Overview of California’s Paid Sick Time Campaign
On August 29, 2014, California voted to pass a statewide paid sick time law, becoming the second state in the country—along with Connecticut—to guarantee paid sick time. Governor Jerry Brown signed the bill into law on September 10, 2014. At the signing ceremony, Governor Brown said: “Tonight, the Legislature took historic action to help hardworking Californians. This bill guarantees that millions of workers – from Eureka to San Diego – won’t lose their jobs or pay just because they get sick.”
Covered workers began to accrue paid sick time beginning on April 1, 2015.
According to the Institute for Women’s Policy Research, nearly 7 million workers in California lack even a single paid sick day to care for personal or family needs. To learn more about this campaign, and the incredible momentum around the issue of paid sick time, see our blog post on the California victory.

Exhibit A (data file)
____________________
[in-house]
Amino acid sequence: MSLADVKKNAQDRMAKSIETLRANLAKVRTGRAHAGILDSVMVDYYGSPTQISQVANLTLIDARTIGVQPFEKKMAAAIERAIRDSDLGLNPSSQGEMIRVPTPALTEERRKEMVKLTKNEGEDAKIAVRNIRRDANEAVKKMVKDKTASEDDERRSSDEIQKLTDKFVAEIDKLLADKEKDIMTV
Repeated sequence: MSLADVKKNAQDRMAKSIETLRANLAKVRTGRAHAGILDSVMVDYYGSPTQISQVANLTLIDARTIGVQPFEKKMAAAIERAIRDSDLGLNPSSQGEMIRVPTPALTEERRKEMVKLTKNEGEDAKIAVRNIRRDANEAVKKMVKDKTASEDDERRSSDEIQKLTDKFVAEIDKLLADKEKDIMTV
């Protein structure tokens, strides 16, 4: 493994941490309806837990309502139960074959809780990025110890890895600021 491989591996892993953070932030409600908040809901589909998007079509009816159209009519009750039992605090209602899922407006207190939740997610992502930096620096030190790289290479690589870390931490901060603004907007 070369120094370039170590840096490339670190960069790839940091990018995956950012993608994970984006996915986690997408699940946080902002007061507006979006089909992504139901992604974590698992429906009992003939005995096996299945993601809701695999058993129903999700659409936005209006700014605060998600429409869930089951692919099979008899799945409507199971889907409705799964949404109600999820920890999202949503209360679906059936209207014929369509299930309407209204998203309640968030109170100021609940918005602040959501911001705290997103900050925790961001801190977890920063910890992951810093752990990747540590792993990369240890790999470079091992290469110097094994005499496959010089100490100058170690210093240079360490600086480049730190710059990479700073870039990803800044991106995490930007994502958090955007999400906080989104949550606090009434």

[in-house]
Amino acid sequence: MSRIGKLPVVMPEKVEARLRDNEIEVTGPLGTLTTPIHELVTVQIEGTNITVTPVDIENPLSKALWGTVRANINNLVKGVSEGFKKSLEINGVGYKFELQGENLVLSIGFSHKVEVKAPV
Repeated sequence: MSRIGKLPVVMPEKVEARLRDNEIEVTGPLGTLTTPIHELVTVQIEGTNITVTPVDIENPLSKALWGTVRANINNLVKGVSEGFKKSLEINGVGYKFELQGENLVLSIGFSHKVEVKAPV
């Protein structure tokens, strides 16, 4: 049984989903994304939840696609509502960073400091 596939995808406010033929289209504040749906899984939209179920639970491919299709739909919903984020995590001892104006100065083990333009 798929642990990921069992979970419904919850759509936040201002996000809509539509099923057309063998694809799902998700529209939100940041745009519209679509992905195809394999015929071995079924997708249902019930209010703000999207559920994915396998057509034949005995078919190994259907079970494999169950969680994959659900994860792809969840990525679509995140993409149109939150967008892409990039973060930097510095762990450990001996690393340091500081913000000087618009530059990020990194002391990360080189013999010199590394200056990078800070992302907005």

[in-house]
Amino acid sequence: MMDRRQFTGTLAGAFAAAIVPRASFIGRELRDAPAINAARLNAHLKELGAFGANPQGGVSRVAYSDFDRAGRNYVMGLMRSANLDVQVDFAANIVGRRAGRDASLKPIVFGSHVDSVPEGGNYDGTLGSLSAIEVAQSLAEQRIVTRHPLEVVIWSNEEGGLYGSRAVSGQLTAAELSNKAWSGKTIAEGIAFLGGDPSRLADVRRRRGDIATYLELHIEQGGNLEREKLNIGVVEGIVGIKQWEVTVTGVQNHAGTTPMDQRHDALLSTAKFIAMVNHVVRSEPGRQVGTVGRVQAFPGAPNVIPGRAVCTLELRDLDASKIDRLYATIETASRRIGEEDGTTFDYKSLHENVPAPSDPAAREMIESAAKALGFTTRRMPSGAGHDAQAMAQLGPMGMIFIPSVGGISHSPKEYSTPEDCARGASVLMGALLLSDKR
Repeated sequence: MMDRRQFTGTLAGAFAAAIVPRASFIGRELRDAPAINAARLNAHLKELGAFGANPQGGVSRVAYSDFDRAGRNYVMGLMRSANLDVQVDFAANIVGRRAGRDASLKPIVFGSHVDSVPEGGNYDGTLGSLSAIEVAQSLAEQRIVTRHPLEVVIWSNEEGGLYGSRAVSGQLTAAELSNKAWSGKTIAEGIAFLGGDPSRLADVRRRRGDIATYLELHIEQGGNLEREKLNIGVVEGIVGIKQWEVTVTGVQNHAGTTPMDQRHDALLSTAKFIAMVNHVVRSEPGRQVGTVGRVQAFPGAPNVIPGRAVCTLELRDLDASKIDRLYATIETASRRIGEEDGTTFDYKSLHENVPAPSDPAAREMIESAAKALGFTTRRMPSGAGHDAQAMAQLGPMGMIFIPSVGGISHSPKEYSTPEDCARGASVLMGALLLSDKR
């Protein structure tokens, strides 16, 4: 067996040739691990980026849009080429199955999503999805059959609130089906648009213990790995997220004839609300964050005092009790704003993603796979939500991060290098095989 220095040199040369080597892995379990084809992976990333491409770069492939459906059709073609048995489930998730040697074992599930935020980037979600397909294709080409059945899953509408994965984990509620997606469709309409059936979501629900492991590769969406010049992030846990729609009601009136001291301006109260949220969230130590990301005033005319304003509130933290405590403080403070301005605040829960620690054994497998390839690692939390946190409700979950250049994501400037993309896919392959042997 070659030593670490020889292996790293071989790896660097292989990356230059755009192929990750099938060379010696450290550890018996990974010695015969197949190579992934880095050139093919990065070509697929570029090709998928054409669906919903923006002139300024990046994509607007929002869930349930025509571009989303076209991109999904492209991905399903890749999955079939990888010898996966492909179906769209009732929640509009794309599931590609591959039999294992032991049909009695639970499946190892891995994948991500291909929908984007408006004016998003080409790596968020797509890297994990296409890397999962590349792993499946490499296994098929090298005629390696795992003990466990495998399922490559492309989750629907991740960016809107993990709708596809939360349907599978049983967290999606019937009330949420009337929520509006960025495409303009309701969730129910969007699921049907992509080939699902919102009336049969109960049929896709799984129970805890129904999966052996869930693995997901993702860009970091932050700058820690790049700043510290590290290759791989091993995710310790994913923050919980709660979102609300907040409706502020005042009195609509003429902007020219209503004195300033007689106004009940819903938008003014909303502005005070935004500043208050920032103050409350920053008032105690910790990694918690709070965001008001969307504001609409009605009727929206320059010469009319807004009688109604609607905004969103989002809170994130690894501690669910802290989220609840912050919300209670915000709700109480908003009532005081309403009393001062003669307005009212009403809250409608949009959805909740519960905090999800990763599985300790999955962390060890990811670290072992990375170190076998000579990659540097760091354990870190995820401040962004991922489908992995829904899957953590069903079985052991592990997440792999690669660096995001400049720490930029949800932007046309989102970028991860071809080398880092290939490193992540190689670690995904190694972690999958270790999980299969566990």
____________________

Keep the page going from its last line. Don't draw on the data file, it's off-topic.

About California's Paid Sick Time Law
Under California’s paid sick time law, both private-sector and public workers will be entitled to accrue and use up to 24 hours of paid sick time a year. For more detailed information on coverage exemptions, accrual of paid sick time, and enforcement of the California law, see our California-specific chart of paid sick time laws (comparing the statewide law and local laws).
Under the law, workers can use paid sick time to recover from their own illness or to care for sick family members. The law covers a broad range of family members: children; parents; grandchildren; grandparents; spouses; registered domestic partners; and siblings.
The law also allows workers to use their paid sick time if the worker is a victim of domestic violence, sexual assault, or stalking.
• A Better Balance’s national chart of paid sick time laws
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